“Charles Wesley and the Mission of the Church”
The city of Durham in north-east England, with its university and Norman cathedral (one of the most impressive in Europe), is one of Britain’s major historic cities. The Wesleys made nearby Newcastle the northern apex of their triangle of bases (with London and Bristol) and Charles Wesley visited the north-east seven times between 1742-1751. The area was then already becoming one of the most important mining and industrial regions of the country. However, it was also a cultural centre:both Wesleys were friendly with Charles Avison, among the most important English-born eighteenth-century composers.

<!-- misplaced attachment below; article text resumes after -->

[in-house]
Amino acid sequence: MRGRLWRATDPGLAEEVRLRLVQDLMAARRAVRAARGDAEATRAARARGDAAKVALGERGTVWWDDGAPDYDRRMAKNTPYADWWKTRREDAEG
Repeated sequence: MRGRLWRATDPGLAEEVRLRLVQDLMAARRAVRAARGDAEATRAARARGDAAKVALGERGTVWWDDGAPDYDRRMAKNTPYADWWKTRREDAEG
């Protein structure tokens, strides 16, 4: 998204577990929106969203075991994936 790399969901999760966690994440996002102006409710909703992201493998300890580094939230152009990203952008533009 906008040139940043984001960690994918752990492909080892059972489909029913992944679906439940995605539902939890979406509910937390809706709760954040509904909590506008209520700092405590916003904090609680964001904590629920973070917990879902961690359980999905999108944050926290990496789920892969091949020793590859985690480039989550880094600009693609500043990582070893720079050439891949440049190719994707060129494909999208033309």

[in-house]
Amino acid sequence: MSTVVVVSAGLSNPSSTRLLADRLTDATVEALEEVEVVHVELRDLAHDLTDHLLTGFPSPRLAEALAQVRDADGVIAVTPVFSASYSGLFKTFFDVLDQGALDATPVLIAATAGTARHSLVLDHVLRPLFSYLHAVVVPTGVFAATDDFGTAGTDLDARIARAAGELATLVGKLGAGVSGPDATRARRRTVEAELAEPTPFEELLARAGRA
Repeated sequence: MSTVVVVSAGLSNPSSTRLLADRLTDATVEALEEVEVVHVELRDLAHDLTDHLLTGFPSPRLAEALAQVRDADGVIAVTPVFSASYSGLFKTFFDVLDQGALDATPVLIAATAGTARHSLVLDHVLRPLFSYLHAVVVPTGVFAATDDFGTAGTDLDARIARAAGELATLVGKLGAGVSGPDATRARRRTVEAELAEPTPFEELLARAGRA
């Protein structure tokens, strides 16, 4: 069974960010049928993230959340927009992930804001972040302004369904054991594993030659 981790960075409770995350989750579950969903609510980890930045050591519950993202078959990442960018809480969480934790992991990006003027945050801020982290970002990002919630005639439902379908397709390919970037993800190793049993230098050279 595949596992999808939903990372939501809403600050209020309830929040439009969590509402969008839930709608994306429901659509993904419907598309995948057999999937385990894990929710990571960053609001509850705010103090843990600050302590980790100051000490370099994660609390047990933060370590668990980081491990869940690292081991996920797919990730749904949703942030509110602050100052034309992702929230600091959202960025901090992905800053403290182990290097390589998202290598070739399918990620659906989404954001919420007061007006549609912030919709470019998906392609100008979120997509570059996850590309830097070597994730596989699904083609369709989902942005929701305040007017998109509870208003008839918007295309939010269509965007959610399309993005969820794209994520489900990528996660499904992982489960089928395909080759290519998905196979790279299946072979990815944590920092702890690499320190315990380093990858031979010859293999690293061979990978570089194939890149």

In his preaching forays into the ‘rude populous north’ of England, Charles Wesley encountered both hostility and welcome. The area is rich in its Christian past, at the interface between Roman and Celtic traditions, but by the 18th century the growth of mining and industry led to the need for new approaches to the church’s mission. This annual meeting will encourage exploration of those issues.